Shameless Hornet: George Shinn

The almost complete set of 2005-2006 NBA media guides I was hawking for charity on Ebay sold for $113.50. They might have gone for more if the set had really been complete--but the poor Hornets organization, hit by a flood and all --has had a little trouble getting theirs out on time.

It just arrived. And what I have found in there is so amazing that I might have to keep this one for a while.

First, some background.

George Shinn's kidnapping-for-sex scandal (Shinn was exonerated of the criminal charges, but admitted the sex, and shortly afterward his accuser's husband appears to have committed suicide) got the team run out of Charlotte. According to Business Week he also admitted to a two year dalliance with a Hornets' cheerleader. Shinn was married during both affairs.

The team has made a slew of bad personnel choices, and have been accused in lawsuits of some very sleazy business practices. (One suit alleges attendance last year was only about 9,000 per game, despite reported attendance around 14,000.) The venerable Dan Rosenbaum says "the Hornets are damaging the NBA image much more than Cuban, Van Gundy, or Artest ever did, and so I would think it would be in the league's best interest to deal with them as swiftly and sternly as is possible under its rules."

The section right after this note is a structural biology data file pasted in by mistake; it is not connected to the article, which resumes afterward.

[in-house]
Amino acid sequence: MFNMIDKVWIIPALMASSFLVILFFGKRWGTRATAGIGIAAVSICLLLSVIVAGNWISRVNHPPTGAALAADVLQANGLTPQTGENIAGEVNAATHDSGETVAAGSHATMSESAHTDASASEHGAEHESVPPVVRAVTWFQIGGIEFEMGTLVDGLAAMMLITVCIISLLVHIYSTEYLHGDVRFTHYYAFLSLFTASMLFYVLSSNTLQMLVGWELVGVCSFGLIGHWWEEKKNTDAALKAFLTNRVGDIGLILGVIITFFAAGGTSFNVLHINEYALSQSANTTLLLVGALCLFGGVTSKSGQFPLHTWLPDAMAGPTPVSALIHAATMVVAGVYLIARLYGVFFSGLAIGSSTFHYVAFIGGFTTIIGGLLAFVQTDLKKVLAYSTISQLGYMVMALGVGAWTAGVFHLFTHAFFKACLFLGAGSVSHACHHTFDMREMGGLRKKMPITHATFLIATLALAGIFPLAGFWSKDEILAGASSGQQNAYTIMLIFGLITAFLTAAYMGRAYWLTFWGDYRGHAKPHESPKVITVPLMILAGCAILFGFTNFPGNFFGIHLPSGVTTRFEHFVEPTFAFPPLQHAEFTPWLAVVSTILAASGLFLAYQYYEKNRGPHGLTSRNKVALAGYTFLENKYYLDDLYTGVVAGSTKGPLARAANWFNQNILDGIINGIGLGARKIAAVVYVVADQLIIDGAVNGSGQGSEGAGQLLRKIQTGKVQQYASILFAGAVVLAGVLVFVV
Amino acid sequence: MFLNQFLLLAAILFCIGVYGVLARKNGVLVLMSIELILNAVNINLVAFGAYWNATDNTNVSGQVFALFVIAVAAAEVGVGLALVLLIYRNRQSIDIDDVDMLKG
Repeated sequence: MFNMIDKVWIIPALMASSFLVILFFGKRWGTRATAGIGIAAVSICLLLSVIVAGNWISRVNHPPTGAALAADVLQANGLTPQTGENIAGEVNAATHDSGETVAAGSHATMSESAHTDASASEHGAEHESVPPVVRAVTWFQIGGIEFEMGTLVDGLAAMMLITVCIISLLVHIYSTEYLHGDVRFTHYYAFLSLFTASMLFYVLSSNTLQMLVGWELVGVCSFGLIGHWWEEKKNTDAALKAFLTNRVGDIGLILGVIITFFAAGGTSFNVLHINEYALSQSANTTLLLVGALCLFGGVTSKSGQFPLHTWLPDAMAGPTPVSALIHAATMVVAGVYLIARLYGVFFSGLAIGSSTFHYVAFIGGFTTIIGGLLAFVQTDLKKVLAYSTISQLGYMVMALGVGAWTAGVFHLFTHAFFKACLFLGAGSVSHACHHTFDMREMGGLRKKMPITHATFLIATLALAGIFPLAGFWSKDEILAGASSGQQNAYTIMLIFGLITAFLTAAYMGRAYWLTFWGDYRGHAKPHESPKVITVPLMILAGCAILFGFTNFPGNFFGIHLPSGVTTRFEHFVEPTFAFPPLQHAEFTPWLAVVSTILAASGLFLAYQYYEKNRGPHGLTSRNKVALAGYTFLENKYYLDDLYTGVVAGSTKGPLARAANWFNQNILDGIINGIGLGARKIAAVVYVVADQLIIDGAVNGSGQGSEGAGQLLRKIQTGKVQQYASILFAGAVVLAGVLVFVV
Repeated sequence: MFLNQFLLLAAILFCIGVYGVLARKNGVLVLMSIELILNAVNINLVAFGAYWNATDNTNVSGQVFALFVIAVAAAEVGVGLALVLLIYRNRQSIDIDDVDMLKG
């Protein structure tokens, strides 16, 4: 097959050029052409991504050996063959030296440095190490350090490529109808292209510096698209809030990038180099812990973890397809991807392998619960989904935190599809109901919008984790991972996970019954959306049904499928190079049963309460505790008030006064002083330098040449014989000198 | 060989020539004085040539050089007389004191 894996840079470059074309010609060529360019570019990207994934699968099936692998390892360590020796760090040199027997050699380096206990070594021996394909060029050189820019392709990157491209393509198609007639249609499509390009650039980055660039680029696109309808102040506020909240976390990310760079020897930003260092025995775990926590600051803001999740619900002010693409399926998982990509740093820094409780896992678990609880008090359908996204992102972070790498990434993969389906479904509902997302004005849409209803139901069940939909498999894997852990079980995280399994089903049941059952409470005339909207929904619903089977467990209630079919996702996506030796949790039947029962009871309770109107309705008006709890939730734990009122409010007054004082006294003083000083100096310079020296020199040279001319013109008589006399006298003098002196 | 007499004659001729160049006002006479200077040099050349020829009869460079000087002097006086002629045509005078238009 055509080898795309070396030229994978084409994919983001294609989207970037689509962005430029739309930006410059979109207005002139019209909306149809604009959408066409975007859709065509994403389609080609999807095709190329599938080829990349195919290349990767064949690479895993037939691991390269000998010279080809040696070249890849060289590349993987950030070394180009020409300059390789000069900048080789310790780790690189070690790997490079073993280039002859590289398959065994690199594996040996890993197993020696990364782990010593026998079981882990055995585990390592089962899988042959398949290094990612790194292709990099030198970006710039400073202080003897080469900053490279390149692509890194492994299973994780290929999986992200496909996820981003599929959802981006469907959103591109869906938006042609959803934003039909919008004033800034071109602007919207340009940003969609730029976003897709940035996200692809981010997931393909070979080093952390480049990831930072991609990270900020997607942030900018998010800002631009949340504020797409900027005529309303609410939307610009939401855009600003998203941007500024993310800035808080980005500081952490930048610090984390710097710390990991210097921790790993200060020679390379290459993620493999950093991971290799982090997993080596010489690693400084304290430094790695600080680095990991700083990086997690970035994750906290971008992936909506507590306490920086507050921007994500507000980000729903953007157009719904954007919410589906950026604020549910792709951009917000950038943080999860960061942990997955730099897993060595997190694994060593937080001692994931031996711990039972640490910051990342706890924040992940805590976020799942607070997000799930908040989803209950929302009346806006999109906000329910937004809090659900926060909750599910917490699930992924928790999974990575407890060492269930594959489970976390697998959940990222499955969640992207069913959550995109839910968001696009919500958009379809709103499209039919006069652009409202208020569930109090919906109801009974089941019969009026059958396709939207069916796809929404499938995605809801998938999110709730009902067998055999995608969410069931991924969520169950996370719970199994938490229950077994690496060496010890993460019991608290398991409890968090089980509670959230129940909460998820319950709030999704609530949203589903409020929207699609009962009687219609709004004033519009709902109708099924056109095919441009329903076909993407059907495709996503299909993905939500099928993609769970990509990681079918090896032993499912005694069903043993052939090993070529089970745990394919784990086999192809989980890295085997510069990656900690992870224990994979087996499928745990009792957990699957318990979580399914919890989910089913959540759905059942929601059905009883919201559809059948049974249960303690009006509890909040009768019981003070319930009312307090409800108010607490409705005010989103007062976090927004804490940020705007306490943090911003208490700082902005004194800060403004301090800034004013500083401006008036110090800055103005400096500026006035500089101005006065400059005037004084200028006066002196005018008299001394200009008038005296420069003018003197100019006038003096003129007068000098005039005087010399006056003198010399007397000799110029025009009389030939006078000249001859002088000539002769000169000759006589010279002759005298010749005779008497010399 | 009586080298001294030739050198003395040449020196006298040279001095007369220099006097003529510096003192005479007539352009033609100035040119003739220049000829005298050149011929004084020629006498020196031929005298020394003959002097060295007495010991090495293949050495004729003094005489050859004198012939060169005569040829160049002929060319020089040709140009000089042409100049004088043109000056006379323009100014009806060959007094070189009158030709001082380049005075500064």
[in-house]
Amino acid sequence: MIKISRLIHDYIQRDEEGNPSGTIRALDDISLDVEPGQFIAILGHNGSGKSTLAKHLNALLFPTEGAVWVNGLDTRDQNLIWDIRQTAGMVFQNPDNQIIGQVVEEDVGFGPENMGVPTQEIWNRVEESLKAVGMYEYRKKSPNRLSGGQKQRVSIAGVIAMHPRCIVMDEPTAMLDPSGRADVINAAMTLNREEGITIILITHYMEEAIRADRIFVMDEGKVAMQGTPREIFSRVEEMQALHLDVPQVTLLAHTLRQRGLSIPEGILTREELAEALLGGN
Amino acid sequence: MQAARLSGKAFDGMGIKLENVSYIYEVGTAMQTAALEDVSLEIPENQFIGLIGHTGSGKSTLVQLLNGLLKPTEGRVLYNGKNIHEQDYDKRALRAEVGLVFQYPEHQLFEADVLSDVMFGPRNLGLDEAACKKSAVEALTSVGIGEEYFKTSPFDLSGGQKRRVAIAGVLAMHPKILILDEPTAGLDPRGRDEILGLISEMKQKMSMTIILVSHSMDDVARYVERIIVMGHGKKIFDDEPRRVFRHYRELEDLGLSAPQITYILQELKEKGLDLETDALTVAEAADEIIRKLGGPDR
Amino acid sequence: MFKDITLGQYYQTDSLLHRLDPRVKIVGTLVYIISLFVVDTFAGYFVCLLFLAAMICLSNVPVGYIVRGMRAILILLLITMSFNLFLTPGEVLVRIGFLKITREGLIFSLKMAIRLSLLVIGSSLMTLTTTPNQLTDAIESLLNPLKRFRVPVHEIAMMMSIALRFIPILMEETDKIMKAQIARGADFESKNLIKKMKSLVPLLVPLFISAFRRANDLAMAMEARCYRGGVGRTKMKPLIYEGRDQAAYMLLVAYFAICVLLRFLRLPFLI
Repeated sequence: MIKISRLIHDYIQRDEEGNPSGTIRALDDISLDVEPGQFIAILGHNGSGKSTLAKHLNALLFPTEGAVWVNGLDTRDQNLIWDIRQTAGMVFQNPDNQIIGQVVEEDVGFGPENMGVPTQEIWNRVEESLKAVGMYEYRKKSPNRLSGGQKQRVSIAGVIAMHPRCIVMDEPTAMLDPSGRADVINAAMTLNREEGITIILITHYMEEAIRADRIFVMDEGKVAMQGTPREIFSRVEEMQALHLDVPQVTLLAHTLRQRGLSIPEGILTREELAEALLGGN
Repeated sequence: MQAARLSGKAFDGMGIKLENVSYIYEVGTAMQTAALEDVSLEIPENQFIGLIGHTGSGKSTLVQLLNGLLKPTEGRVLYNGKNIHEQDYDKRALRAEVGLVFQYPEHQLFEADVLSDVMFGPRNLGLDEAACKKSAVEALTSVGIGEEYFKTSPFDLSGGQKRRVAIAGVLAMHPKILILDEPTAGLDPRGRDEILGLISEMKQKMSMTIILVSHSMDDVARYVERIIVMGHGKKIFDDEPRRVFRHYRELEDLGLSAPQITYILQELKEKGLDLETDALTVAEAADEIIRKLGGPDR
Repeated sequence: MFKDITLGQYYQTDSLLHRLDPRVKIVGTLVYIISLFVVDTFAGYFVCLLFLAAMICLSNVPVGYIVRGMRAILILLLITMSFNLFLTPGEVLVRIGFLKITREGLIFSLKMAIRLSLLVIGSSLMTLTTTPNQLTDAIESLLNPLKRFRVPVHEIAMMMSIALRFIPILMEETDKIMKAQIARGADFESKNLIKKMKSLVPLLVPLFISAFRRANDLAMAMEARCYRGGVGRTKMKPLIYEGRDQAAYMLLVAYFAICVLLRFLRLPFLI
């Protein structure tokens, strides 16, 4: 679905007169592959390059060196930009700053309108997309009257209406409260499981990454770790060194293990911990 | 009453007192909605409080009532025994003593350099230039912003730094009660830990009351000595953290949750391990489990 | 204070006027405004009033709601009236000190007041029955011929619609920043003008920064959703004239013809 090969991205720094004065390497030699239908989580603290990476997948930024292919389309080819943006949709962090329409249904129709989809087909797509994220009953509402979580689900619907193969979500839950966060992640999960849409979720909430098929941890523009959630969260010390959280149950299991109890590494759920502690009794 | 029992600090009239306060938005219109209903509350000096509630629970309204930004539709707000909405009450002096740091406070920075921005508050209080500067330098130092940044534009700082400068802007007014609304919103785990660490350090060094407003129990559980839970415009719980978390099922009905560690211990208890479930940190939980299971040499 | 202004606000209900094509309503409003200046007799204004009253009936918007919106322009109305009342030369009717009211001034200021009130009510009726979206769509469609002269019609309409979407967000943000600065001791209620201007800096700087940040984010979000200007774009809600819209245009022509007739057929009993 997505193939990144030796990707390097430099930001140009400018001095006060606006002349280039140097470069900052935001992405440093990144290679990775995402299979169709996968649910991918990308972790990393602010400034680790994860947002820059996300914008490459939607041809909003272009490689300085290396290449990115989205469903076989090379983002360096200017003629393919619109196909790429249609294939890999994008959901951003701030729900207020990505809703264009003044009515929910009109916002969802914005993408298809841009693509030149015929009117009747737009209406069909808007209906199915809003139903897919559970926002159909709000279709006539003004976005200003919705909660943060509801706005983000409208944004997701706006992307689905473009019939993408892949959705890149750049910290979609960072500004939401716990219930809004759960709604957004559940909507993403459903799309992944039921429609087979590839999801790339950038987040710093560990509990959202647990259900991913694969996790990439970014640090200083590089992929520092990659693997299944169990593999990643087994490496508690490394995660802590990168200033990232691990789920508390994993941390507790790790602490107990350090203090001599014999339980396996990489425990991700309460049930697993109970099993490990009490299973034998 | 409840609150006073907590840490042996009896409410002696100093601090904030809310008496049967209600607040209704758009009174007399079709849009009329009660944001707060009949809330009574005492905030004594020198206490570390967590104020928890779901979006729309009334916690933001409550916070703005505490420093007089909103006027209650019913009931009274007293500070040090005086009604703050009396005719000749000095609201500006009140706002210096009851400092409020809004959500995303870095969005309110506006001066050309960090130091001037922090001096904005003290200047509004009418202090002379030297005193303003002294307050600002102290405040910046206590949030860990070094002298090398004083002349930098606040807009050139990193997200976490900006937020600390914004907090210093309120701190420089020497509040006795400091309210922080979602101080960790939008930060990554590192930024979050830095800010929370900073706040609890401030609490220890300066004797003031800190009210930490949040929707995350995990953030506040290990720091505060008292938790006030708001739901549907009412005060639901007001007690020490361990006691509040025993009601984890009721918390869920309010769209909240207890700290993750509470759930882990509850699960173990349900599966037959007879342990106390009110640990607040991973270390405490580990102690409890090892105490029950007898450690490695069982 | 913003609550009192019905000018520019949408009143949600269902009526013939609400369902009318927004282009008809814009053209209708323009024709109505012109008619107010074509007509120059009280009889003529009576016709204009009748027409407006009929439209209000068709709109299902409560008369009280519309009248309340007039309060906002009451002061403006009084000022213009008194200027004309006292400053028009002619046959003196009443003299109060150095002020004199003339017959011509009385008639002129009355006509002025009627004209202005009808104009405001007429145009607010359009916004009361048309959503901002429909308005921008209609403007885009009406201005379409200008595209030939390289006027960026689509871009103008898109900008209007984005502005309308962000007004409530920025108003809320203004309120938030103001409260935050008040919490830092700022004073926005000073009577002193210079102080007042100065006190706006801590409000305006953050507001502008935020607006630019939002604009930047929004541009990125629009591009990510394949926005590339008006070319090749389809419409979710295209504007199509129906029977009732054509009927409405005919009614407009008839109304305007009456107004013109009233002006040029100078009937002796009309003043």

So, it is with that in mind that I peer into the Hornets' new media guide to see how, if at all, all this is handled in his firm's PR.

The answer: with a colossal, Bible-thumping, White House-endorsed snow job. Even as he drags the NBA's name through the mud, Shinn is brashly over the top in presenting himself to the world as an ideal Christian, role-model, and philanthropist.

Yes, he appears to have done an incredible number of good deeds. But it takes a little of the fun out of it when he crows about every single one. After paragraph after paragraph of documenting practically every old lady he ever helped across the street ("On his birthday in May, Shinn spent the afternoon at University Hospital's maternity ward...") he gets right into hawking his five books on how to be more like him, from Good Morning, Lord! and Leadership Development to You Gotta Believe.

Then there's this: "for a lifetime of achievement in business and higher education, Shinn was one of twelve to receive an American Success Award from President Bush in a White House ceremony." Ugh. The guy who has a brief fling with an intern gets impeached, but the one who carries on and on with an employee dancer gets the "American Success Award" (whatever that is)?

The egomania rolls on, as nepotism, even after his bio ends. The next bio after the owner in most media guides belongs to the team president, who is in this case Paul Mott. Not so in New Orleans/Oklahoma City. Shoehorned into the first spread with the bio and two photos of Shinn (one photo is of Shinn apparently unfolding a t-shirt, or, as the caption says, "leading the Hornets' relief efforts at shelters throughout Baton Rouge) is a photo and bio of "Special Assistant to the Owner and President" Chad Shinn, George's son.

If Chad's bio is to believed, helping out with unspecified tasks since 1989, an incomplete community college education, and a year of assisting the team equipment manager qualify him as someone with "vast knowledge of both the basketball and business side of the NBA." Look out Hornets' fans, the little Shinn has next.